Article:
Comparisons with personal computers are also strained. The Volt is innovative but it is not a new technology. At its heart it is an electric car with a generator for recharging the batteries. Electric cars have been around for more than a century. Gas-powered generators are nothing new, either.

The real cost in the Volt comes from two sources. The first is that it is both an electric car and a gasoline-powered one. The Nissan Leaf is a pure-electric and costs thousands less (of course, the Leaf also has limited range).

The biggest expense is the battery pack. A battery pack for a notebook computer costs upwards of $150 and would only move a volt a few feet. It takes lots of batteries to power a Volt. They are expensive. They are also big and heavy which reduces available interior space.

This is also the biggest problem with Gross's predicted lower costs. Big leaps come from new technologies. Integrated circuits, the heart of the personal computer, have only been around since the 1970s. The big, easy gains in computer chips have already been made. It is getting harder and more expensive to design newer, faster chips.

In contrast, batteries have been common since the 19th century. Advances in battery life and weight have been incremental and require exotic (and often toxic) metals. R&D on batteries is not dependent on the Volt. Gross talks about the increases in computer power but fails to mention that battery life on notebook computers has been flat since they were first introduced (Netbooks and tablets get extended battery life by using special reduced-power chips.).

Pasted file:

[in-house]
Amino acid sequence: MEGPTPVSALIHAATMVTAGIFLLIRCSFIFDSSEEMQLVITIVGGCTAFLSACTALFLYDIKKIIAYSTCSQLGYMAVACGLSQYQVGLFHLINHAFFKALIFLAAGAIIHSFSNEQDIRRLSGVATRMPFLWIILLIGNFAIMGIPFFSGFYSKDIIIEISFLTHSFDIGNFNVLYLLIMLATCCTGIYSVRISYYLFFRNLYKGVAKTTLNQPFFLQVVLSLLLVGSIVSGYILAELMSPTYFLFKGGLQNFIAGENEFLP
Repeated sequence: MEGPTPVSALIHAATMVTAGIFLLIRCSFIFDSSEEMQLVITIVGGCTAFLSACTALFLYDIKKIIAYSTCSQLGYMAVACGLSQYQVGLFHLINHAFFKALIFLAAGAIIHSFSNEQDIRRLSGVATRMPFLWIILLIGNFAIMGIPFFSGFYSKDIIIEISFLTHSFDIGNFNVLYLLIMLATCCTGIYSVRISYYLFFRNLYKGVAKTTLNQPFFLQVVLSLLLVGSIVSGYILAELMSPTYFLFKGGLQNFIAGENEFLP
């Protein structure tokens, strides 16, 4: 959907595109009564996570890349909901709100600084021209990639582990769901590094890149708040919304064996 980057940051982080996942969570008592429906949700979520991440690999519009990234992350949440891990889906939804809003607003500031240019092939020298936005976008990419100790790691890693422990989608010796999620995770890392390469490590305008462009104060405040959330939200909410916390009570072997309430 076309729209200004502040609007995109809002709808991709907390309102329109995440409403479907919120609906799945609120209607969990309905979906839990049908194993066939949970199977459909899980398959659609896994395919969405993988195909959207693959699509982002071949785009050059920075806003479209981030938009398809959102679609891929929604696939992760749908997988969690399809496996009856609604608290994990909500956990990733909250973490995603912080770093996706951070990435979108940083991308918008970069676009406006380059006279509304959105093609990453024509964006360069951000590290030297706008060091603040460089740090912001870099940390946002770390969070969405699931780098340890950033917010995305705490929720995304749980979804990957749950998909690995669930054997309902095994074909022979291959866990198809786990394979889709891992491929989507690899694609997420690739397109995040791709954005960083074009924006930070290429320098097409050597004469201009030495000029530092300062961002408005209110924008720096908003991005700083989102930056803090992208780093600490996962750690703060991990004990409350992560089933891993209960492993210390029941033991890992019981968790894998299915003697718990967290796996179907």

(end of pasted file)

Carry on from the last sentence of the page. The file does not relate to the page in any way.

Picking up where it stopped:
In order for the Volt to be competitive with the $20,000 Chevy Malibu, batteries will have to have a quantum drop in price. Ironically, the Volt, the Leaf, and the Prius are likely to cause battery prices to go up instead of down. The best batteries require fairly exotic metals and increased demand will push the price up. The sudden demand for conflict-free resources will make batteries even more expensive since most of the required metals such as lithium come from the third world.

The Volt is unlikely to ever be competitive with gasoline-driven cars. If the price of gas goes up enough to make the Volt desirable then the increased demand for batteries will make the Volt more expensive. In fact, the Volt and other electric and hybrids can only exist as niche products.

Friday, August 06, 2010